Singin’ in the Rain at 70: The Hollywood musical remains a winner | Sing in the rain

Singin’ in the Rain wasn’t exactly intended as a masterpiece. Arthur Freed, head of the musicals unit at MGM, had a catalog of songs – not all of them classics – that he had co-written for various films at the studio between 1929 and 1939, and had the idea to chain them. as a song score for a new musical. Screenwriters Betty Comden and Adolph Green were hired to cobble together a story around the disparate tunes; Howard Keel, a solid bass-baritone from the MGM stable who had performed respectably in Annie Get Your Gun, was named as the lead.

As a producer, Freed tended to alternate artistically ambitious prestige musicals – just a week before the premiere of Singin’ in the Rain, he snagged the Best Picture Oscar for Vincente Minnelli’s ravishing pop ballet An American in Paris – with cheerful and bright musicals. disposable filling. (Remember Pagan Love Song? The Beauty of New York? No?) Initially, one might have expected the sketchily crafted Singin’ in the Rain to fall firmly on the B list.

But that would have counted without Gene Kelly and Stanley Donen, at that time something of a dream team for Freed and MGM. Their first film as a director-choreographer duo, Sailors on Leave On the Town, elevated its featherweight material with visual wit and restless movement; separately, Donen had brought a light-footed flash to his direction of the Fred Astaire Royal Wedding vehicle, while Kelly’s stardom had peaked with An American in Paris. When production on the latter wrapped, making Kelly available, the script for Singin’ in the Rain was passed to her. Changes have been made. The rest, as they say, is history.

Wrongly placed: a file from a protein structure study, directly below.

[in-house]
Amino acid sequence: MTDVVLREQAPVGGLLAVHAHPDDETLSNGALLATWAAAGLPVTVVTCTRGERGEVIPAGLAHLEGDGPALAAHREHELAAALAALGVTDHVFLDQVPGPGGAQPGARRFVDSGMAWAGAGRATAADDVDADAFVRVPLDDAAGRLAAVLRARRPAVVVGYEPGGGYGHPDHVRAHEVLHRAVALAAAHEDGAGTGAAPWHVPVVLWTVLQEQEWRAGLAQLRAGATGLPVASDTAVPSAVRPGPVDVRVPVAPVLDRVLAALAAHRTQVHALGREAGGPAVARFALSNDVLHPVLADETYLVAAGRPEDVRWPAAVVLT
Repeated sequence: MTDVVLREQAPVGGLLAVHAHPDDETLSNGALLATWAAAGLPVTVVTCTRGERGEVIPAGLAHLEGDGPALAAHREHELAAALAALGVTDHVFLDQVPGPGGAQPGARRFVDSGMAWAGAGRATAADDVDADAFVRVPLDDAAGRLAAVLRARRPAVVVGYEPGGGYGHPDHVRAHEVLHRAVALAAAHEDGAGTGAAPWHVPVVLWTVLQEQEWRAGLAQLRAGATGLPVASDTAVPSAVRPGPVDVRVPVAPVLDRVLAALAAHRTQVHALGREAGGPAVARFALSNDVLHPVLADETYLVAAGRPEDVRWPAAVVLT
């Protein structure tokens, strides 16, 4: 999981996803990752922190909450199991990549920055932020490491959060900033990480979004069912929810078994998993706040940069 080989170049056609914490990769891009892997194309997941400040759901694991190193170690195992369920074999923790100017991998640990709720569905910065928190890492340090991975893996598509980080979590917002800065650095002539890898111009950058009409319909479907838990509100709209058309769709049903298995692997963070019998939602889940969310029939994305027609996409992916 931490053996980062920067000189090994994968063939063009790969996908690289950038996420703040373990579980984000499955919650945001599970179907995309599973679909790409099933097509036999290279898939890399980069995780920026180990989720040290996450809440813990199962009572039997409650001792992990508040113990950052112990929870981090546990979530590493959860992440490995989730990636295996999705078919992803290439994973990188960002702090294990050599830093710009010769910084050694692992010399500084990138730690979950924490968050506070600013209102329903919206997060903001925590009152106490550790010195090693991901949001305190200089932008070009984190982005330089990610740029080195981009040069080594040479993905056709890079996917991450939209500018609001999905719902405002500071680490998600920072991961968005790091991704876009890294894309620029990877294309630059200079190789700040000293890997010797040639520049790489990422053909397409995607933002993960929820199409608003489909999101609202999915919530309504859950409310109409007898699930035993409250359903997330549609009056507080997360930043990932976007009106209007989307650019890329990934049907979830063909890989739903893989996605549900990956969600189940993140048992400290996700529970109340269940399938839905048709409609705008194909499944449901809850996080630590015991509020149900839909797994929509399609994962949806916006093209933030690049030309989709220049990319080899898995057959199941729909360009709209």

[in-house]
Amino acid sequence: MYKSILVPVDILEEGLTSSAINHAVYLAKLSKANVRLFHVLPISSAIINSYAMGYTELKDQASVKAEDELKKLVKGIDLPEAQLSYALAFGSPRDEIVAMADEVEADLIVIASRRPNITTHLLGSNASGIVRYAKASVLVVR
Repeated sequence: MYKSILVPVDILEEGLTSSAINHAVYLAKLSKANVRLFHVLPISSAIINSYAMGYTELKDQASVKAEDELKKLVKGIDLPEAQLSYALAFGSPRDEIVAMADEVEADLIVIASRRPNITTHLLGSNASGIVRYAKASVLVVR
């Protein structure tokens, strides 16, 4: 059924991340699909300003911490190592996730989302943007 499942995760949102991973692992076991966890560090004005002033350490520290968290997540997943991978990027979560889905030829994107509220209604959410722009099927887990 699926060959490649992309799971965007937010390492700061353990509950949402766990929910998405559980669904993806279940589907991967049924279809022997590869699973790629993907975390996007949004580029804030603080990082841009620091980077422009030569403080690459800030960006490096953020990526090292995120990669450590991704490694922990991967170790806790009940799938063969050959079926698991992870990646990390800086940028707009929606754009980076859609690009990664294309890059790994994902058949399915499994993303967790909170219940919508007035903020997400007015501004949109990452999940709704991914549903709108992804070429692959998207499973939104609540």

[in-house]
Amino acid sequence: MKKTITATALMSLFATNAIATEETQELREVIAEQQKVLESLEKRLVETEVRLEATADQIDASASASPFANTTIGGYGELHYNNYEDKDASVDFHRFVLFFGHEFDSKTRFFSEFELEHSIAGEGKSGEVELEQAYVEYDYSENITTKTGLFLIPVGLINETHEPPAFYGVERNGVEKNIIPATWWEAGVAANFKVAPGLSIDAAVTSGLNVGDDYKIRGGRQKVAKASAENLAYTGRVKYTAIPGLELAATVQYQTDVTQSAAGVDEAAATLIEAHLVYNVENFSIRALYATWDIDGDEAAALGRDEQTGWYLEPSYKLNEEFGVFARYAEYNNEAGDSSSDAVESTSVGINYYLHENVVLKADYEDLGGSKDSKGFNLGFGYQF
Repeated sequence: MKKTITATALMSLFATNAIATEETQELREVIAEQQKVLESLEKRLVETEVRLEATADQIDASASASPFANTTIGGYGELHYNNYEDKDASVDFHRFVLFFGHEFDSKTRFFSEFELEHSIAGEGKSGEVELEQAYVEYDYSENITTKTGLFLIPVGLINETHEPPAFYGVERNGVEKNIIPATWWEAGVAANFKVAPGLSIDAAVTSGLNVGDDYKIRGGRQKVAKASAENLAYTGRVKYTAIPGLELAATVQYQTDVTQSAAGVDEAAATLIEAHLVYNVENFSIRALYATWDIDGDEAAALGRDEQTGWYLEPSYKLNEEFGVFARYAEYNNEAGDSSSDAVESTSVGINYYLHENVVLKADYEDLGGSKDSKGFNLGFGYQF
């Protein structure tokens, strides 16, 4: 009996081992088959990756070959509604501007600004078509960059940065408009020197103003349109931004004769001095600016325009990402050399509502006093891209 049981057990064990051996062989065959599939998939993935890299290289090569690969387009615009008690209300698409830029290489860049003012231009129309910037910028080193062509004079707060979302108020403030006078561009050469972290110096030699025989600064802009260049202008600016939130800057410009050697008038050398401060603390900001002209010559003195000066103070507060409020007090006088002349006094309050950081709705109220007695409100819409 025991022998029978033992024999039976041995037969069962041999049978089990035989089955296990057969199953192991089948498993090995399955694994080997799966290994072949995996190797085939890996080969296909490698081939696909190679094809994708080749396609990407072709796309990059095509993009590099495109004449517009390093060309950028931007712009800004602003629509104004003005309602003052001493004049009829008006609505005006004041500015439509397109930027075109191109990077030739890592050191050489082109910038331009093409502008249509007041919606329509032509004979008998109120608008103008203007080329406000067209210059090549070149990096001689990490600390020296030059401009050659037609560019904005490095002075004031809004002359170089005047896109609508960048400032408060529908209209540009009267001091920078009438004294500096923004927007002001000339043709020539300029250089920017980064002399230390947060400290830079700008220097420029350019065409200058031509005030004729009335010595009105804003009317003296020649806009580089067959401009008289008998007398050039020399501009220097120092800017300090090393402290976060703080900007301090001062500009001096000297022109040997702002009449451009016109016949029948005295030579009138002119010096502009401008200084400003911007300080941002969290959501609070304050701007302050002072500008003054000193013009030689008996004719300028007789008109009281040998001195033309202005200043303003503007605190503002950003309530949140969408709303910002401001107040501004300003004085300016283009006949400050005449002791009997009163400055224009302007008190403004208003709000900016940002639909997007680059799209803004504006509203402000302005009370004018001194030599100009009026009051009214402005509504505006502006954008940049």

The story, of course, takes time to take shape. In 1952, Freed would probably have been surprised to learn that Singin’ in the Rain, rather than An American in Paris, would eventually become the most canonized of all Hollywood musicals – one regularly cited even by non-acolytes of the genre like one of the greatest films ever made. (In the past four editions of Sight & Sound’s ten-year critics’ poll, it has consistently been the highest-rated musical, twice placing in the top 10 of all time.) Upon release, however, it didn’t was not treated as some sort of milestone. Reviews and box office were good if not phenomenal; the Academy, which had lavished six Oscars on An American in Paris the previous year, had granted Singin’ in the Rain only two nominations. (Even the Globes gave their best music award to Susan Hayward’s lackluster vehicle With a Song in My Heart instead.)

Watching it 70 years later, you can see why an industry then preoccupied with prestige and TV spectacle took the time to respect the film. Nothing about Singin’ in the Rain promises to be art, or even a grand event: it’s a film so light on its feet that it makes its genre-melding entertainment feel like deceptively easy. The script blends warm romantic comedy, playful Hollywood satire, and whimsical Broadway daydreaming with laid-back speed, never looking for punchlines or pathos; there’s an occasional jukebox sloppiness in the song placements that matches the film’s overall carelessness. Squint slightly at the screen, and you can see the smooth, fun, disposable B-musical that it could have been, with a duller cast and a little less care from the direction.